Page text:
As one of only three women in her undergraduate computer class in India, Pooja Sankar understands that students may not feel comfortable asking questions in class. Her company, Piazza, is a free online community that allows anonymous posting and allows students, teaching assistants and instructors to interact with each other. The Palo Alto-based company was founded in 2009, and currently, hundreds of colleges and more than 600,000 students use Piazza. Professors can enroll their classes at the beginning of the school term and then students can post questions any time of the day or night. In 2013, Sankar also decided to offer tech recruiters a tool for recruiting students directly through Piazza. That company, Piazza Careers, allows companies—who may pay a fee of $20,000 or more per semester—to search through computer science and other STEM (science, technology, engineering and math) classes on Piazza and target those with specific skills.
I was so inspired learning from many successful company founders in my entrepreneurship classes. Their stories gave me the courage to follow my dream of starting a company about which I was deeply passionate.
In 2010, Reshma Saujani was campaigning for a congressional seat in the state of New York. She lost that bid, but throughout her campaign, she visited many schools and observed a noticeable gender gap in technology. This led the former deputy public advocate for New York City to found Girls Who Code in 2012. The purpose of the organization is to educate and inspire girls to pursue careers in technology. Girls Who Code has a seven-week summer immersion program, and for 35 hours each week, selected teenage girls learn about various topics such as web design and application development, and they also form teams and work on projects. They are given the opportunity to talk with female mentors and take field trips to such companies as Amazon, Facebook and Twitter. Girls Who Code has a goal of reaching 1 million young women and currently offers classes in 19 cities, including Boston, Miami, San Francisco and Seattle.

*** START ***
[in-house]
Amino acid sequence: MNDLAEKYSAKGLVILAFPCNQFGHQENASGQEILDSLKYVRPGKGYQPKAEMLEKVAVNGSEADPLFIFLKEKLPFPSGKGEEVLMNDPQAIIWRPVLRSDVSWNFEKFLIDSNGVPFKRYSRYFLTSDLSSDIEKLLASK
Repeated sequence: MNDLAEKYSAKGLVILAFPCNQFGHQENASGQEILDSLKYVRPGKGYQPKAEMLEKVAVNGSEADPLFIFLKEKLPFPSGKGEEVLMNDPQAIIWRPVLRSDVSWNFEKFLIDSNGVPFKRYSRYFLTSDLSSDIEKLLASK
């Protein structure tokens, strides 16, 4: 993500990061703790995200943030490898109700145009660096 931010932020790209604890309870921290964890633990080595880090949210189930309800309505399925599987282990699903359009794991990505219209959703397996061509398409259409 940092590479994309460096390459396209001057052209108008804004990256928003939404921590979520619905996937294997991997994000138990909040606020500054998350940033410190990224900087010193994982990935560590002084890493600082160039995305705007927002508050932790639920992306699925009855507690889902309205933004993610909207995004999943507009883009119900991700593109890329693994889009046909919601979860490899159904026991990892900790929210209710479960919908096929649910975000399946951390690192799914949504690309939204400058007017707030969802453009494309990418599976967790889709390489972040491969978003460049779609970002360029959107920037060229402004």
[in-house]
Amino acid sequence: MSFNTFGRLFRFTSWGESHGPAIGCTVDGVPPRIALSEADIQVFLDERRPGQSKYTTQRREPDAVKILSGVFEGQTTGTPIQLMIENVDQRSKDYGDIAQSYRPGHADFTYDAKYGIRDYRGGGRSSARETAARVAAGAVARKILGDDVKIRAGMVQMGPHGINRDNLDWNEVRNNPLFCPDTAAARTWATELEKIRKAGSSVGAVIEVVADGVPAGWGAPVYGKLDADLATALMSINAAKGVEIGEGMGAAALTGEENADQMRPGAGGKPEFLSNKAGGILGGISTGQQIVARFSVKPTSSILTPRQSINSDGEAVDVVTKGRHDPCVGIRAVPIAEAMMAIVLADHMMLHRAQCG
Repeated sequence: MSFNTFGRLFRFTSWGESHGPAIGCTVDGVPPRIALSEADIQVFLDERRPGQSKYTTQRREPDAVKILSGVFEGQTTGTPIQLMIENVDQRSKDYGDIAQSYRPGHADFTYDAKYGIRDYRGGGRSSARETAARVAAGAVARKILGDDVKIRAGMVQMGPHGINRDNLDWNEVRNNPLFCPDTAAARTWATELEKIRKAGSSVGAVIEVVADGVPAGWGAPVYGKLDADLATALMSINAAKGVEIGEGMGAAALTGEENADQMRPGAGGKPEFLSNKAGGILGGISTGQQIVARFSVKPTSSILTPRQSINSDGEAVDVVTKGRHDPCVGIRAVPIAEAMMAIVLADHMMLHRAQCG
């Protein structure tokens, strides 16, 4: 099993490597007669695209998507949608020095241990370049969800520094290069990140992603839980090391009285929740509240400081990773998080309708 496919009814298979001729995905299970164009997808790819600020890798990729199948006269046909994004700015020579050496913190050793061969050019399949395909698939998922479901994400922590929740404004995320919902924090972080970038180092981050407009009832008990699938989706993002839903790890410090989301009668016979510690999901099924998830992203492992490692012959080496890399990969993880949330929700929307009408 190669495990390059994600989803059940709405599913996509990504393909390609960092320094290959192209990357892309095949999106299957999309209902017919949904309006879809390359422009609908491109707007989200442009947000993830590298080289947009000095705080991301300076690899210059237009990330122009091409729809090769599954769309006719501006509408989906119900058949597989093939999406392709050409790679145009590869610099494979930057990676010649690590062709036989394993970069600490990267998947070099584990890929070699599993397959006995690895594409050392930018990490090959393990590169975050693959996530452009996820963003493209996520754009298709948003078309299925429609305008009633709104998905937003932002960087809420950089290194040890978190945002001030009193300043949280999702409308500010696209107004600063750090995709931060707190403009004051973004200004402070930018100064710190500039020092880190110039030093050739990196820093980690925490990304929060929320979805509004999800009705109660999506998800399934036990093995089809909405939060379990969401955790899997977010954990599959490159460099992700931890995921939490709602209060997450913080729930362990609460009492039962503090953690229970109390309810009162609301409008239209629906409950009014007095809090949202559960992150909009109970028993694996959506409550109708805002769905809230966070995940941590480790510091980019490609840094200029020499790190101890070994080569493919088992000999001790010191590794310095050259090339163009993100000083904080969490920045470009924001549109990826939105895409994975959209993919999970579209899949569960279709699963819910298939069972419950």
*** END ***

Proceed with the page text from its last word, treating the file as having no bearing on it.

Amy Sheng is working diligently to make your smartphone even smarter. Her company, CellScope, is working on visual attachments that allow users to remotely diagnose conditions and diseases. CellScope Oto, the company’s first product, is an otoscope that allows smartphones to capture diagnostic quality images and videos of the ear and send them to health care professionals. Sheng says that there are at least 25 million ear-related trips to the pediatrician’s office or the emergency room on an annual basis. CellScope Oto allows parents to obtain a quick diagnosis from the comfort of their home. The company also plans to create a digital first aid kit for busy parents and people living in rural areas. However, the kit is not just for patients. The kit will also prove valuable to doctors and nurses who want a digital recording of exams for follow-up visit comparisons and to medical students who want to get a second opinion.
Founder and CEO, Hooked Media
With a million apps in Google’s app store, it’s quite understandable that consumers might overlook some of the offerings. But using algorithms and a prediction engine, Prita Uppal has created a game recommendation platform, Hooked, to analyze games that the consumer has already installed and then rates and recommends other games. Hooked has been downloaded 4.5 million times, and the users average 12 downloads a week. Uppal admits that she is “an avid engager in mindless entertainment—reality TV, games, etc.” and knew that she wanted to found and lead a company with this focus.